I got my first bee sting of the trail in the forest, when (I think) a bumblebee stung (or maybe bit?) the back of my right knee. It welted up pretty quickly, and was a bit painful for a while, but I was able to ignore it by concentrating on that I was hiking pretty quickly because the trail was very nice. By the end of the day, it was still a little tender, but it’s not bothering me as long as I don’t think about it.

After crossing Boundary Stream (Boundary for what? No idea!), the trail became notably more rugged, and a little slower to hike. I passed the Hope Halfway Hut, but didn’t take the time to go in.

After the hut, the trail went through an extended marshy area, which also slowed me down for about 20 minutes, as I tried to navigate the wetlands without getting my feet more wet. (By this point, they were mostly dried out; all the stream crossings after the big rivers were small enough to rock hop.)

After leaving the wetlands, the trail reentered forest, and was again a joy to hike. Reentering meadow, the trail continued to be fast, but it started to get hot in the direct sunlight. 40 minutes later, the trail was back in the forest.

After crossing the Hope River on a swingbridge, the trail got a lot more rough, at least partially from detouring around a bunch of fallen trees.

Hope River
Hope River

The estimate on the sign turned out to be fairly accurate; I got to the Hope Kiwi Hut just after 5:30, which included 25 minute break.

From the outside, the hut looked like someone’s house. The back yard had a fenced-in area for pasturing horses; the front yard was also fenced in, with an asphalt path leading from the gate to the front door. Inside was a large common room, with two bunk rooms, each of which had ten sleeping spaces.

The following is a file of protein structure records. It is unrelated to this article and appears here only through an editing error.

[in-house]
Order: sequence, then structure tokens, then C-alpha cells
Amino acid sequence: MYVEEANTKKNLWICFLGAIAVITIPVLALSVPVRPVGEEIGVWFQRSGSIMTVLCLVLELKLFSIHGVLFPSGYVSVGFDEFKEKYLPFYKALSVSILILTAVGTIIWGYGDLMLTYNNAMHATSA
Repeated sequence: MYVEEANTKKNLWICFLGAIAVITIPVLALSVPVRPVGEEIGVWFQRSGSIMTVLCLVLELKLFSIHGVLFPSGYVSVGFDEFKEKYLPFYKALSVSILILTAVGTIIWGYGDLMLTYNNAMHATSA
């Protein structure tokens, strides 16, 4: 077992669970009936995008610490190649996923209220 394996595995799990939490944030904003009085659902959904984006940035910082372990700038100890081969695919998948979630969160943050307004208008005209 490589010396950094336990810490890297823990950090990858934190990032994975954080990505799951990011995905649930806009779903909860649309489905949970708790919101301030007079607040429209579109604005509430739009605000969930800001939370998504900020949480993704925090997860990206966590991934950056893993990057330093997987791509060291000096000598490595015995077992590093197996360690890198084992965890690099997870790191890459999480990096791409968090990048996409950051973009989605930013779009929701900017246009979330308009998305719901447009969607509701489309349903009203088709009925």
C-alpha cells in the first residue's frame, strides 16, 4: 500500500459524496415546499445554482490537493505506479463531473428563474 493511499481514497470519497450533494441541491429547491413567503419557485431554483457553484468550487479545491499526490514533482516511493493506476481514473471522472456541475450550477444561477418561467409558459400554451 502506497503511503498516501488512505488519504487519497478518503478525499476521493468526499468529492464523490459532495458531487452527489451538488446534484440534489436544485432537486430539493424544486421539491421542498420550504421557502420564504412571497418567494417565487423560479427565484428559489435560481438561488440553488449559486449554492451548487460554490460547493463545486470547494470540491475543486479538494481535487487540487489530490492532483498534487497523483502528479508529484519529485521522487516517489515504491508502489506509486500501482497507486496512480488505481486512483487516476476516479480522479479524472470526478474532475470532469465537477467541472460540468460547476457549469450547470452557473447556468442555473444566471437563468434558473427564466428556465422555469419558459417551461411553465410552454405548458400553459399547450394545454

Already here were nobos Marnix (“Kiwi Juice”) and Sylvia (“Cookie Monster”), sobo Chris (whom I met a few days ago), and two older couples who appeared to be doing some shorter hike. (Sadly, I didn’t really interact with them.) Later, Adrian, Marine, and Jeff arrived, as well as a few other hikers. (Maud took an extra zero in Hanmer Springs due to a sore leg and foot.)

Marnix was all too happy to discuss the trail south of here, and I got some helpful advice regarding both this section (which boils down to, go as far as possible tomorrow and Friday so that I’m not in the river when it starts raining on Saturday), and the next. After leaving Arthurs Pass, the trail approaches the Rākaia and Rangitata Rivers, which form breaks in Te Araroa due to being too hazardous to cross, and the recommended approach is to hitch around them. Previously, it seemed like this would potentially require expensive shuttles, but now I have a better understanding of the trailheads, and am more confident about being able to (mostly) cover the distance with a combination of hitching and cheap shuttles.

I’m going to sleep early tonight to try and leave early tomorrow. Tomorrow will be at least a 27 km day to Hurunui No. 3 Hut, but I’m hoping to be able to go further, which will give me more options on Friday.